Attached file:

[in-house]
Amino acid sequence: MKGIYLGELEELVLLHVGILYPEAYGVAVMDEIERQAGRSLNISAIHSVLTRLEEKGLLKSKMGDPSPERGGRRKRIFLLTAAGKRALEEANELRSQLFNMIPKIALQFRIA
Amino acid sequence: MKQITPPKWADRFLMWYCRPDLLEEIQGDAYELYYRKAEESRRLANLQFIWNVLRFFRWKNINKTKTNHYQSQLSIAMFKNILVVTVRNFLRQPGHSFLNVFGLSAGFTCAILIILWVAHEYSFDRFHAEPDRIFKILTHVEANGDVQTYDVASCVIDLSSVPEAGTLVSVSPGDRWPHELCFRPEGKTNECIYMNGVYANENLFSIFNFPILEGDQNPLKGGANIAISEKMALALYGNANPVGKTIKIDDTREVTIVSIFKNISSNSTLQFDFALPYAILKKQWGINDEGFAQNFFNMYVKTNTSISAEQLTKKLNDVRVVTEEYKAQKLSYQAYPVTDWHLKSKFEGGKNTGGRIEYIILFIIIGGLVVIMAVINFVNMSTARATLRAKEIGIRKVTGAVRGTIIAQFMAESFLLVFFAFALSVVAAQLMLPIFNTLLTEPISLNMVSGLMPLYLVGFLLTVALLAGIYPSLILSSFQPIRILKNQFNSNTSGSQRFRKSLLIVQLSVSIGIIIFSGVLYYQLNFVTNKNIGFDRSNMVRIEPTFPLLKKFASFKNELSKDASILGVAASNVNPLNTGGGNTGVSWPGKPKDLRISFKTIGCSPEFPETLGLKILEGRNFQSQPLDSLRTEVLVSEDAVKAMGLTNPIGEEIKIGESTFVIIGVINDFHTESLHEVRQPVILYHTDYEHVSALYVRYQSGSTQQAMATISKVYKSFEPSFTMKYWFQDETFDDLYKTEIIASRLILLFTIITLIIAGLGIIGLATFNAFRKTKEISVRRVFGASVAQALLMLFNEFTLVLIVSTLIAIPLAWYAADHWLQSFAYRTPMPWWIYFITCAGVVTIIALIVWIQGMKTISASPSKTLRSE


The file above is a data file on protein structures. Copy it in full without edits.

[in-house]
Amino acid sequence: MKGIYLGELEELVLLHVGILYPEAYGVAVMDEIERQAGRSLNISAIHSVLTRLEEKGLLKSKMGDPSPERGGRRKRIFLLTAAGKRALEEANELRSQLFNMIPKIALQFRIA
Amino acid sequence: MKQITPPKWADRFLMWYCRPDLLEEIQGDAYELYYRKAEESRRLANLQFIWNVLRFFRWKNINKTKTNHYQSQLSIAMFKNILVVTVRNFLRQPGHSFLNVFGLSAGFTCAILIILWVAHEYSFDRFHAEPDRIFKILTHVEANGDVQTYDVASCVIDLSSVPEAGTLVSVSPGDRWPHELCFRPEGKTNECIYMNGVYANENLFSIFNFPILEGDQNPLKGGANIAISEKMALALYGNANPVGKTIKIDDTREVTIVSIFKNISSNSTLQFDFALPYAILKKQWGINDEGFAQNFFNMYVKTNTSISAEQLTKKLNDVRVVTEEYKAQKLSYQAYPVTDWHLKSKFEGGKNTGGRIEYIILFIIIGGLVVIMAVINFVNMSTARATLRAKEIGIRKVTGAVRGTIIAQFMAESFLLVFFAFALSVVAAQLMLPIFNTLLTEPISLNMVSGLMPLYLVGFLLTVALLAGIYPSLILSSFQPIRILKNQFNSNTSGSQRFRKSLLIVQLSVSIGIIIFSGVLYYQLNFVTNKNIGFDRSNMVRIEPTFPLLKKFASFKNELSKDASILGVAASNVNPLNTGGGNTGVSWPGKPKDLRISFKTIGCSPEFPETLGLKILEGRNFQSQPLDSLRTEVLVSEDAVKAMGLTNPIGEEIKIGESTFVIIGVINDFHTESLHEVRQPVILYHTDYEHVSALYVRYQSGSTQQAMATISKVYKSFEPSFTMKYWFQDETFDDLYKTEIIASRLILLFTIITLIIAGLGIIGLATFNAFRKTKEISVRRVFGASVAQALLMLFNEFTLVLIVSTLIAIPLAWYAADHWLQSFAYRTPMPWWIYFITCAGVVTIIALIVWIQGMKTISASPSKTLRSE